Places I’ve Lived #17 – Portland, Oregon

Portland, Oregon PowellsAs a child I had to go through Portland a couple of times while taking Greyhound Buses from Myrtle Creek to see my grandfather in Tacoma and then in high school I rode with a friend who used to drive up to Portland from Redding to buy pounds (you know what I’m talking about and if you don’t then never mind). So I didn’t have a great impression of Portland. Bus stations and bad elements.

When I moved there from Florence, most of my good friends from Bellingham and a couple of them from Redding had moved there. One of my best friends was living in a van in a neighborhood between where two of my other friends rented houses. I moved into the neighborhood with my VW. It was pretty rad. A bunch of my friends were musicians and we had frequent jam sessions and drinking bouts. I got a job tending bar at a pretty funny gay bar in Southeast Portland. If I had been gay, my love life would have been busy…but as a straight guy living in a van, I still did alright.Portland, OregonI was looking for a place to rent but didn’t have to hurry as it was only September and Portland was laid back and cool. This was a pretty radical city and nobody worried much about George W. Bush as it was obvious he was a one term president. We drank, we made music, we built shit on computers, we had fun. Then it was September 11th, 2001 and everything changed. We all gathered at my friends’ Tony and Ray’s place and watched with horror – we knew it was going to mean war. I went to Fred Meyer  and bought some spray paint – I painted my sheet to say “No Retaliation. Enough Dead. Drop Bread not Bombs”

I hung it up next to the freeway and then parked some distance away to see what people’s reactions would be. A couple of guys in big trucks stopped and ripped my sign up. I understood their fear and anger, but over the next weeks watching the American flags get waved, seeing the ‘Merica’ mentality take root, and understanding that the open minded and progressive 90’s were never coming back ripped my soul apart. I saw ignorance and racism bubbling to the surface. I wanted no part of it.

Portland, OregonI bought a ticket to Hawaii and parked my VW van in my mom’s back yard. I had $180 in my pocket.  I’d never been to Hawaii but I figured I could find a way to make it work and I hoped that with a population that wasn’t dominated by white people, that maybe the unhealthy patriotism sweeping the mainland wouldn’t be as oppressive and ugly.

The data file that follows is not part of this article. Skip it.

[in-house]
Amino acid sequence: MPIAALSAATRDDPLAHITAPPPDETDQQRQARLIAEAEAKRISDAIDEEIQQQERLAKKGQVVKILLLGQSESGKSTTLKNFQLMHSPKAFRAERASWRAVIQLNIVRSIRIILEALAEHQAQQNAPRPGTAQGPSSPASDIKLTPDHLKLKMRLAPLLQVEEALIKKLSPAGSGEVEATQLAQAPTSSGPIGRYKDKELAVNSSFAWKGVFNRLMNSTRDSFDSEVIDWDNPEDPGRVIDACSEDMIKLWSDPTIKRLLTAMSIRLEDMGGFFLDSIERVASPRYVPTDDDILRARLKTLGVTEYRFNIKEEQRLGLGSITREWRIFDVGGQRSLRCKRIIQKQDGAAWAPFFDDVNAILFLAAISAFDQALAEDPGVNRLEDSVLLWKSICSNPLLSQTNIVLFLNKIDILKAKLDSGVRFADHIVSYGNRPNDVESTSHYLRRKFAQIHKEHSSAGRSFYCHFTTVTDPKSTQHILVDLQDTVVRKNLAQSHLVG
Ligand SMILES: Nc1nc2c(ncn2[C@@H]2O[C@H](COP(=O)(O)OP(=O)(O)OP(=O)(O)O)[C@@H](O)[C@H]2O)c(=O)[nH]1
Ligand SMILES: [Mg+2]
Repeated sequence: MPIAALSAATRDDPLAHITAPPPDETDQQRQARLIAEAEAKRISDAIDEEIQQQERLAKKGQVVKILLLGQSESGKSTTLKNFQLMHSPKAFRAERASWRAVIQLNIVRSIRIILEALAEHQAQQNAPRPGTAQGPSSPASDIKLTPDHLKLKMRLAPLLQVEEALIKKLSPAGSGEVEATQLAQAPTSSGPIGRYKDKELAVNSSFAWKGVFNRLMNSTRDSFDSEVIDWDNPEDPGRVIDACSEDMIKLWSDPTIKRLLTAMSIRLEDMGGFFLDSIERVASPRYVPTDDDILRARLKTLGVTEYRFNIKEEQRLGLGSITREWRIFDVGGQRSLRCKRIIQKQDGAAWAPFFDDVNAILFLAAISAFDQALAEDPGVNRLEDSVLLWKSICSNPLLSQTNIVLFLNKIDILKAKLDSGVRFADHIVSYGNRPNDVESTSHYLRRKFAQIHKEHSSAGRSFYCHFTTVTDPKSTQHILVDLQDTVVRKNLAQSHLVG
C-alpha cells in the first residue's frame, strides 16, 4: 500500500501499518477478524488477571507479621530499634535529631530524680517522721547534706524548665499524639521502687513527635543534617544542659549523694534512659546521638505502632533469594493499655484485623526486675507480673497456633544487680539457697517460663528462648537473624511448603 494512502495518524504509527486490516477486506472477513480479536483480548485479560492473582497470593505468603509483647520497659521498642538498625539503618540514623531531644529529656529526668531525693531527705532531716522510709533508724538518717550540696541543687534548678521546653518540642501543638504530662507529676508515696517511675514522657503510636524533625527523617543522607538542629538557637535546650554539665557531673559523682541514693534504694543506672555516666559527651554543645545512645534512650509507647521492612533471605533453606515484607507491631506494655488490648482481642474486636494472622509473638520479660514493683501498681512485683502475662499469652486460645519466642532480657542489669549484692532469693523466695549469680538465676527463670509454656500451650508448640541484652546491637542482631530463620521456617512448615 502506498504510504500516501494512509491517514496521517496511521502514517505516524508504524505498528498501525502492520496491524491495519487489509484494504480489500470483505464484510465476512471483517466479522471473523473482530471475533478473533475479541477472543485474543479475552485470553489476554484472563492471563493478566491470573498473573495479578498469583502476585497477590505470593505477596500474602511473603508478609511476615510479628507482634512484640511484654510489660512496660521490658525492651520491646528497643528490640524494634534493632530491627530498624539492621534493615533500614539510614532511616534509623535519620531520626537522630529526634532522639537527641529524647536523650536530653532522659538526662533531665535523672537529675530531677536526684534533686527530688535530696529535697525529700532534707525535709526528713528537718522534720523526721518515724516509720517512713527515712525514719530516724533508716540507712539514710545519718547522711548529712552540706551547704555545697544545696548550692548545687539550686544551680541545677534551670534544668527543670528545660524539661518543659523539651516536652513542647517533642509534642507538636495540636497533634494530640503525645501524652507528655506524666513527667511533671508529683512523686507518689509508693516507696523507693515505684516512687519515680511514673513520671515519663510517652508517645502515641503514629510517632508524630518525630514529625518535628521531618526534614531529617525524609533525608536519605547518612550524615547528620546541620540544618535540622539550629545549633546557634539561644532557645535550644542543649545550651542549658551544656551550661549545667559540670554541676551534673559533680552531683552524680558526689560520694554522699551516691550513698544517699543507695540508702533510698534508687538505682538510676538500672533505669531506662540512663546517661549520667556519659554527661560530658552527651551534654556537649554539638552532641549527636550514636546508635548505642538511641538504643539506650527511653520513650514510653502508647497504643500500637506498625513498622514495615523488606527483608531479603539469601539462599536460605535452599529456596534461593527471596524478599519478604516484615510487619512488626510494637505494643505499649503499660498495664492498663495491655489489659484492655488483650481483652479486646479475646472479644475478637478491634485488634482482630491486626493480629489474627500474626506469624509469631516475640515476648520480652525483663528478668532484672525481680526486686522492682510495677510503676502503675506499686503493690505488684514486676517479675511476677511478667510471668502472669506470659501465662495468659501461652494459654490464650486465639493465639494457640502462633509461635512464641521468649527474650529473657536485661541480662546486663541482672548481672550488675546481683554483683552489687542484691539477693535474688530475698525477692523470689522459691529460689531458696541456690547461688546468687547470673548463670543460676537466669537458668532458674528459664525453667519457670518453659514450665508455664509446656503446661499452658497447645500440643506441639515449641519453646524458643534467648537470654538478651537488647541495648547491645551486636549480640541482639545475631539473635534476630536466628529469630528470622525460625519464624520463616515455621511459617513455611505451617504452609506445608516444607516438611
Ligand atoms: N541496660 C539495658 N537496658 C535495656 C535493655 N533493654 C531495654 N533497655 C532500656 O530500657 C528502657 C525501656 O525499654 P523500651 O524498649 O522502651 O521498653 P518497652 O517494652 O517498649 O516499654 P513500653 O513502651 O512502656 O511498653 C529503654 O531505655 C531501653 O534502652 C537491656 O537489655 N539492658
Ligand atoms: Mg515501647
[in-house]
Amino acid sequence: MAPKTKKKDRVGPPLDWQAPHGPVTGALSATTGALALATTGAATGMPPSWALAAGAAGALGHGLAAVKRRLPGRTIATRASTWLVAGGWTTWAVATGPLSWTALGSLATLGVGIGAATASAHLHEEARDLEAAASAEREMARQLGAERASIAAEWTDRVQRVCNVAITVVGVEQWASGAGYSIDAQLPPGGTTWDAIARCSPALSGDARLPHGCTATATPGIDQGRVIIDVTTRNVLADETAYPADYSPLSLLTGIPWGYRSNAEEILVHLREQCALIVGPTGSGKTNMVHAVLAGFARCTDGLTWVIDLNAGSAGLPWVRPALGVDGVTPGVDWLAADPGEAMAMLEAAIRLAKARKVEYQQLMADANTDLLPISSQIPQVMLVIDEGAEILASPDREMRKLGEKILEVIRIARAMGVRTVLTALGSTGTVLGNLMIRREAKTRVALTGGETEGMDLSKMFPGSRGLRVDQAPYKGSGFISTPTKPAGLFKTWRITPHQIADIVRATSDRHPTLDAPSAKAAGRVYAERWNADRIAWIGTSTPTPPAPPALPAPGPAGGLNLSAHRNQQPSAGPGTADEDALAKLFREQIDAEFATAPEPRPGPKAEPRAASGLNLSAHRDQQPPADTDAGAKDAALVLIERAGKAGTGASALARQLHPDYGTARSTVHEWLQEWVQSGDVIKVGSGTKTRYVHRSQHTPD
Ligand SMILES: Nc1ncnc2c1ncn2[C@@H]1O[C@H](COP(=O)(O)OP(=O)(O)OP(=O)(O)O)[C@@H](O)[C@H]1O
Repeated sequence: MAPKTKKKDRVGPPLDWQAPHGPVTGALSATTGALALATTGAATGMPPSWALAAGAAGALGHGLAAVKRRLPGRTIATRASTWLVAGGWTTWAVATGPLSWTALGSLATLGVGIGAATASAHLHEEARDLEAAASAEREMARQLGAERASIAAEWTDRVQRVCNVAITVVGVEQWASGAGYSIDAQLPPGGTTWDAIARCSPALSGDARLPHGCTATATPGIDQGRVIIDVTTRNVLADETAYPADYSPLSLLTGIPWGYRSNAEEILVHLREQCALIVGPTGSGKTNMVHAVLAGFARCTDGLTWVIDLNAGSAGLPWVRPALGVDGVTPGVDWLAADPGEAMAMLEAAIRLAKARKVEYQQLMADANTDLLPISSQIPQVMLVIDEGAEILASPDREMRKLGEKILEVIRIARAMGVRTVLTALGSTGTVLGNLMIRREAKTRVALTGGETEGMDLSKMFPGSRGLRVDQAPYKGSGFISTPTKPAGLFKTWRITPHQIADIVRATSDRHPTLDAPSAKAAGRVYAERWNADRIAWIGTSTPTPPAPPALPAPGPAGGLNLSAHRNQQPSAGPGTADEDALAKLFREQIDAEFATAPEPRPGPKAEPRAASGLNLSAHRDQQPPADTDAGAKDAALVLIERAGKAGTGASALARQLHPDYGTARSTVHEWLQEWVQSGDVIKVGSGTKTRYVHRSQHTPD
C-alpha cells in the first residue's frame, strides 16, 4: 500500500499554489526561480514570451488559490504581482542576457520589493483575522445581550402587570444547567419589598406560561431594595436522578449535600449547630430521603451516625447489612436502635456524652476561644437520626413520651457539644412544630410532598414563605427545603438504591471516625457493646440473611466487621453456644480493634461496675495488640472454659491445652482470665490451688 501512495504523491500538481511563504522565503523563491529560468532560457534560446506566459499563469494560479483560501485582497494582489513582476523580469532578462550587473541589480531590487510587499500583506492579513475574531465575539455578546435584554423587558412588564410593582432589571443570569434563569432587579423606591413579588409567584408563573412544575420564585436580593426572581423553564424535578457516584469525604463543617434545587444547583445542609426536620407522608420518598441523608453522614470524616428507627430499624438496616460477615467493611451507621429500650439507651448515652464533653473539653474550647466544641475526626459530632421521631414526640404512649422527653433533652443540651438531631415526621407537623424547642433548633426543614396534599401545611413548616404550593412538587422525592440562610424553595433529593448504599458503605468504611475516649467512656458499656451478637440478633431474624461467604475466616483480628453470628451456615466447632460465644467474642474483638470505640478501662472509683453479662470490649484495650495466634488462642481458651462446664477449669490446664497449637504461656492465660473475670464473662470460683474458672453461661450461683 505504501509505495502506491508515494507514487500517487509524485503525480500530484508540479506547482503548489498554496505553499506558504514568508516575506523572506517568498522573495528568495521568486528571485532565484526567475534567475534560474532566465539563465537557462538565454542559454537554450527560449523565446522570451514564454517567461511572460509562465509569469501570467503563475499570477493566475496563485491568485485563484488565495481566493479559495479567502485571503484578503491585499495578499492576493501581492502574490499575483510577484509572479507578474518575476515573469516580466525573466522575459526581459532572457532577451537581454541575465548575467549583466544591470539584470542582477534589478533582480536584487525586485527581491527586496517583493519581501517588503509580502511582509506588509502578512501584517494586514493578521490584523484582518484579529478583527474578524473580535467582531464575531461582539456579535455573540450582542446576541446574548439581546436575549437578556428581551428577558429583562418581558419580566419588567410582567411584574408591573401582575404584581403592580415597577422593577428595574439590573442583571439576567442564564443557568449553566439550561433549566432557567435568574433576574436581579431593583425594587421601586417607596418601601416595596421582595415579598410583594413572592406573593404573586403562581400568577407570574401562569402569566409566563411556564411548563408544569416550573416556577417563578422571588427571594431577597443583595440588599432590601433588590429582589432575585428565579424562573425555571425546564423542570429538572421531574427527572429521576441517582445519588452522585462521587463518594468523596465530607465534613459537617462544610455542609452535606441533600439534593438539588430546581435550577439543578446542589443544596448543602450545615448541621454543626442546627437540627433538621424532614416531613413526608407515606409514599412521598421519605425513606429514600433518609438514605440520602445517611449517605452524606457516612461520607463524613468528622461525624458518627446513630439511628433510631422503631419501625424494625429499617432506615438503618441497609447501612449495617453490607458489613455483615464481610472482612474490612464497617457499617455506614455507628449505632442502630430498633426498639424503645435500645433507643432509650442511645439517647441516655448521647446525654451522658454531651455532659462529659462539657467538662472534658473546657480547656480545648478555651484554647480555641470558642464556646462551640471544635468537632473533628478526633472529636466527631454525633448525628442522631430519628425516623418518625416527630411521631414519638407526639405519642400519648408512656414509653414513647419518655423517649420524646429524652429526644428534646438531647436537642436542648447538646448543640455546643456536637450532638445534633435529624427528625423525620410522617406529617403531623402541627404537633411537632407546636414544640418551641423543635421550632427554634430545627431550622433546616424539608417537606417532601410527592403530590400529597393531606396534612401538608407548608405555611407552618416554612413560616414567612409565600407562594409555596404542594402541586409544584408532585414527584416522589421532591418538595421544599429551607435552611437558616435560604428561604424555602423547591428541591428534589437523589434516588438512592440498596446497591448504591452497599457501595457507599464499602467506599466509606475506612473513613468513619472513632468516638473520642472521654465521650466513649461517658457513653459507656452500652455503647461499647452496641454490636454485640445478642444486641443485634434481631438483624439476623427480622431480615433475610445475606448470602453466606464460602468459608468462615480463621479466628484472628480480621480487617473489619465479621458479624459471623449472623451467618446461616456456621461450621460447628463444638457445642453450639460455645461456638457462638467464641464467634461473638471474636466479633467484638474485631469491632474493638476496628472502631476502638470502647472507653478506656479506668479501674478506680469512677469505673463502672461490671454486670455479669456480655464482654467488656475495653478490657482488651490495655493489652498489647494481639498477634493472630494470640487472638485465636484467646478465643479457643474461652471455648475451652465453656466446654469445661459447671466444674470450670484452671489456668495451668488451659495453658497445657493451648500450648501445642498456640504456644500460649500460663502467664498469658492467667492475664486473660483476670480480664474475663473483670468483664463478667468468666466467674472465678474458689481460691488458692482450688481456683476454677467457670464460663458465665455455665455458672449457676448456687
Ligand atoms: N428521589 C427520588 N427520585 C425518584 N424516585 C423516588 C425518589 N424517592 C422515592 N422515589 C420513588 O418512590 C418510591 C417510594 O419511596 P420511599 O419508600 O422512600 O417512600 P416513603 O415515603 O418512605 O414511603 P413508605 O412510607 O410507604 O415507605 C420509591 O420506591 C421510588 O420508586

Two years later, I came back to Portland following a flight attendant I thought I’d fallen in love with on Oahu – I got a job as a stock broker and rented a room in Ray’s house for six months – but that wasn’t the life for me. I found a publisher for Rough Living:Tips and Tales of a Vagabond and quit my job as a stock broker. I was good at it, but my breaking point came when our analysts told us that it would be easy to sell Krispy Kreme stock as we moved into war with Iraq because people were freaked out and needed comfort food. I moved on doing what I called my ’50 Book Tour’ – fifty was the number of author copies my publisher had given me.  I loved Portland – it was cheap, had great food, a hip and progressive community of smart people, and plenty to do. The winters in Oregon however bummed me out. I drove up to Bellingham where I sold books, did author talks, and then took a job on a salmon boat so I could earn enough to get back to Hawaii.

Portland, Oregon

Portland, OregonPortland is the largest city in Oregon and the 25th largest in the USA. It has a population of about 650,000 people. It is divided up into four quadrants Northeast, Northwest, Southeast, and Southwest. Portland is a city of cool hipster neighborhoods and great food. It was once a blue collar port town with a reputation for being a haven for organized crime but in the 1960s a bunch of hippies and counter-culture types began to move in. During the 1990s and 2000s, it started to become a bit of a high tech hub – with spillover from Seattle and Silicon Valley. Intel is based in Portland. Portland sits at the point where the Columbia and Willamette Rivers converge and is characterized by many bridges. Portland is home to the world’s largest bookstore Powell’s Books.

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